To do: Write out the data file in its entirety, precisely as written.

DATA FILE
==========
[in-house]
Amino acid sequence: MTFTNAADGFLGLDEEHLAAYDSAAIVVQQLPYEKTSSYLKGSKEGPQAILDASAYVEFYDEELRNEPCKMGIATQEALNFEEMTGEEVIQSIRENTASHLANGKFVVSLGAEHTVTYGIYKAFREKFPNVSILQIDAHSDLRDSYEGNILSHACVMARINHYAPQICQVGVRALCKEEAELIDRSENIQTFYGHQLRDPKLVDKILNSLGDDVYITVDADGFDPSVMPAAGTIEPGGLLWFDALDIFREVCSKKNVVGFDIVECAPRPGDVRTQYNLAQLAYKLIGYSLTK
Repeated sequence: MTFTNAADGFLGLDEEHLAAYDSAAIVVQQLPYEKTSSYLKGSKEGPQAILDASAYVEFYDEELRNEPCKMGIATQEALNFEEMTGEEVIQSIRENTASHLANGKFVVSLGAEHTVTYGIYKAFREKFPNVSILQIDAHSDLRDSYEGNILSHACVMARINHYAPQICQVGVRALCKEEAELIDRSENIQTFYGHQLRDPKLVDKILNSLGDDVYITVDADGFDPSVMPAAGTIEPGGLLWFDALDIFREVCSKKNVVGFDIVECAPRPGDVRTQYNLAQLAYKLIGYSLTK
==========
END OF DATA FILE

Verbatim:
[in-house]
Amino acid sequence: MTFTNAADGFLGLDEEHLAAYDSAAIVVQQLPYEKTSSYLKGSKEGPQAILDASAYVEFYDEELRNEPCKMGIATQEALNFEEMTGEEVIQSIRENTASHLANGKFVVSLGAEHTVTYGIYKAFREKFPNVSILQIDAHSDLRDSYEGNILSHACVMARINHYAPQICQVGVRALCKEEAELIDRSENIQTFYGHQLRDPKLVDKILNSLGDDVYITVDADGFDPSVMPAAGTIEPGGLLWFDALDIFREVCSKKNVVGFDIVECAPRPGDVRTQYNLAQLAYKLIGYSLTK
Repeated sequence: MTFTNAADGFLGLDEEHLAAYDSAAIVVQQLPYEKTSSYLKGSKEGPQAILDASAYVEFYDEELRNEPCKMGIATQEALNFEEMTGEEVIQSIRENTASHLANGKFVVSLGAEHTVTYGIYKAFREKFPNVSILQIDAHSDLRDSYEGNILSHACVMARINHYAPQICQVGVRALCKEEAELIDRSENIQTFYGHQLRDPKLVDKILNSLGDDVYITVDADGFDPSVMPAAGTIEPGGLLWFDALDIFREVCSKKNVVGFDIVECAPRPGDVRTQYNLAQLAYKLIGYSLTK